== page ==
• Will detect small subjects like hummingbirds
  • Integrated 1/4-20 Tripod mount on the bottom of sensor.
  • Can be used in bright sunlight - range however can be affected by ambient light changes
  • Not affected by shadows moving over the sensor
  • Compatible with any camera that has a remote shutter port
  • Two RangeIR sensors can be used with StopShot as a cross beam sensor or directional trail sensor
  • Maximum response time - 16mS
  • Extremely portable, sensor measures: 140 mm x 66 mm x 28 mm
RangeIR Battery Compartment

Setting up the RangeIR



This image shows a setup used to capture birds at a feeder. In this setup the RangeIR controls the camera and the camera controls the flashes. The RangeIR is connected to the camera using our Shutter Interface Switch The camera is controlling the flash via a set of Pocket Wizards. Both the camera and flashes are set to Manual Mode.


For the setup shot a shutter speed of 1/60 and an aperture setting of f/4 was used. We wanted to expose for the background as well as the bird in this shot. We could get away with these settings without much blur due to the gloomy day when this image was shot. It also happened to be snowing as you can see from the little white dots in the shot.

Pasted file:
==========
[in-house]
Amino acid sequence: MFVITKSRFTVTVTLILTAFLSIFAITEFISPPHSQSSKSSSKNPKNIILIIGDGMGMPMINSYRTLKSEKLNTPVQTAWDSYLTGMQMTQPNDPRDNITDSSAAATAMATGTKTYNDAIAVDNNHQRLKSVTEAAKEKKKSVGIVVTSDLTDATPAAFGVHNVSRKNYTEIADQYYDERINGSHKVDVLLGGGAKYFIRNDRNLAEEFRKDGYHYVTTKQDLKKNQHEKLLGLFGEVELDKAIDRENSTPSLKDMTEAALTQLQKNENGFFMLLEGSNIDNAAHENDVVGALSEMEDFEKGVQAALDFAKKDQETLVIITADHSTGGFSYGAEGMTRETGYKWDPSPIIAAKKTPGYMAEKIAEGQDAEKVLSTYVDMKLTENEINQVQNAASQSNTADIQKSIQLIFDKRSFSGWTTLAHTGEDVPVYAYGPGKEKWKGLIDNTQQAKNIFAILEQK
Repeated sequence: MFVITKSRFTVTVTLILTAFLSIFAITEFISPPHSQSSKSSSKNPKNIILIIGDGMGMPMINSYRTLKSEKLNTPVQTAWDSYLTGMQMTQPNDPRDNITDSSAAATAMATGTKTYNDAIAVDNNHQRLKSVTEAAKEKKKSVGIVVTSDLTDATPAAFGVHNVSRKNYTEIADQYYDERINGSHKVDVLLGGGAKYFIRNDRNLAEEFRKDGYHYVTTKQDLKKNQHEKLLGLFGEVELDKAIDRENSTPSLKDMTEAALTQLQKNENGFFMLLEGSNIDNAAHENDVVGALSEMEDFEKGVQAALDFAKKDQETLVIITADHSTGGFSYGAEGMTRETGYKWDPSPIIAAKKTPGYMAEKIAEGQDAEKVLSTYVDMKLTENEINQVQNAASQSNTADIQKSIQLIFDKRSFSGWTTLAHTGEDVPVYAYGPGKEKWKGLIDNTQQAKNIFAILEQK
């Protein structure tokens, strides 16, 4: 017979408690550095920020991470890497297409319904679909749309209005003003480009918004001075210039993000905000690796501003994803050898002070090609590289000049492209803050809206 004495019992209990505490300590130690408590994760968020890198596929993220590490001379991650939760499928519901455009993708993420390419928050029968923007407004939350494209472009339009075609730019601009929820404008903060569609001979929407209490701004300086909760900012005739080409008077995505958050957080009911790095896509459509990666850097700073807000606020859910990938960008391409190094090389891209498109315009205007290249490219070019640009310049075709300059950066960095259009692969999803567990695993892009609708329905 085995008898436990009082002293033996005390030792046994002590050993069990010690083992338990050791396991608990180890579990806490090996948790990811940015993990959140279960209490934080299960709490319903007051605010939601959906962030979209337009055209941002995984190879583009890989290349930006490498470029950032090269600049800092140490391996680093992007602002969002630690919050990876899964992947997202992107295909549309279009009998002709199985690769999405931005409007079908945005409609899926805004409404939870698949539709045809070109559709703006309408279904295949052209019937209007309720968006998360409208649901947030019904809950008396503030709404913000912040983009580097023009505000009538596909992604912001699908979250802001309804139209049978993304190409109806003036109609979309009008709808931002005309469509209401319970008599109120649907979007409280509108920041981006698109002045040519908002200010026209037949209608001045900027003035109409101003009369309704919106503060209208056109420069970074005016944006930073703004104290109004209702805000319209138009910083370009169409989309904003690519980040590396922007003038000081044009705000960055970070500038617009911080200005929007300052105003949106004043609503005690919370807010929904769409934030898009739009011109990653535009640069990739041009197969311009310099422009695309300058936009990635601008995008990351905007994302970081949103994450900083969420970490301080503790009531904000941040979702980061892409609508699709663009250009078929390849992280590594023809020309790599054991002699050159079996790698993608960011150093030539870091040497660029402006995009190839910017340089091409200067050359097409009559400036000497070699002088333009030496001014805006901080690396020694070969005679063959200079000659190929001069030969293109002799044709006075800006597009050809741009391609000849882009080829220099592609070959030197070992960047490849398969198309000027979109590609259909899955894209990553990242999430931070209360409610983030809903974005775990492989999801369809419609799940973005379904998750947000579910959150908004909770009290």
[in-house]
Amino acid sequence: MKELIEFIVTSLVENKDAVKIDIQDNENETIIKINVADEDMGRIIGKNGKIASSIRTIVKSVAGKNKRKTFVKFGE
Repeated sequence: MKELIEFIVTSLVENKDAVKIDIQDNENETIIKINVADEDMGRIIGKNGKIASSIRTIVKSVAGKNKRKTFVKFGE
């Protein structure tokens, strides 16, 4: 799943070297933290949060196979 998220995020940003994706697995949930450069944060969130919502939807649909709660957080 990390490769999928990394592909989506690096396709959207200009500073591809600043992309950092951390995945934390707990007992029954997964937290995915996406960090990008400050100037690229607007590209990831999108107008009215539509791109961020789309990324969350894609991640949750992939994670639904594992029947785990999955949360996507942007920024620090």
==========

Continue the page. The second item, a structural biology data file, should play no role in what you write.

When you shoot close up shots of birds in flight you will want to use the fastest shutter speed your camera can sync with (the shutter is fully open when the flash is fired), this is usually around 1/250. For the chickadee and goldfinch shots below we used a shutter speed of 1/250 and an aperture setting of f/11 and f/18 respectively. The lens is stopped way down to prevent ambient light from causing blur in the birds. The idea here is to set up your camera so that the image is completely exposed by the flashes. Any exposure by ambient light will cause a ghost of the bird to appear in your image.